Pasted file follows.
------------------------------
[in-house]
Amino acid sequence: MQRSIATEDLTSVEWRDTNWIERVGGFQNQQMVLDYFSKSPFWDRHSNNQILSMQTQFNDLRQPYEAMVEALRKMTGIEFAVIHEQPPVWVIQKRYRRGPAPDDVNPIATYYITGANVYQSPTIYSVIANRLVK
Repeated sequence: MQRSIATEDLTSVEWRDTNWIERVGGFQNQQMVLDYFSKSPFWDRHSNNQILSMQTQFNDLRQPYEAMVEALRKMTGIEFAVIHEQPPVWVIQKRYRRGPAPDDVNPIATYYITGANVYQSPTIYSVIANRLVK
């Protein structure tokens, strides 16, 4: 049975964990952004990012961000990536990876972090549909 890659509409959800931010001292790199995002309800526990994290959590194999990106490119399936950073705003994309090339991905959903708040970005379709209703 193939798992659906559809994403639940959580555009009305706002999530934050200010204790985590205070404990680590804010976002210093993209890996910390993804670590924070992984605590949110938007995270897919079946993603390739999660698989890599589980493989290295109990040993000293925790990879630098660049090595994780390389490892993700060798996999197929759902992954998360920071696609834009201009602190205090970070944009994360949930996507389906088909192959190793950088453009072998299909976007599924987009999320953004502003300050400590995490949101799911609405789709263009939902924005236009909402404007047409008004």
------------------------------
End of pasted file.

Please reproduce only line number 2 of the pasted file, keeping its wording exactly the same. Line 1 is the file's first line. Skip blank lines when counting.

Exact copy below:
Amino acid sequence: MQRSIATEDLTSVEWRDTNWIERVGGFQNQQMVLDYFSKSPFWDRHSNNQILSMQTQFNDLRQPYEAMVEALRKMTGIEFAVIHEQPPVWVIQKRYRRGPAPDDVNPIATYYITGANVYQSPTIYSVIANRLVK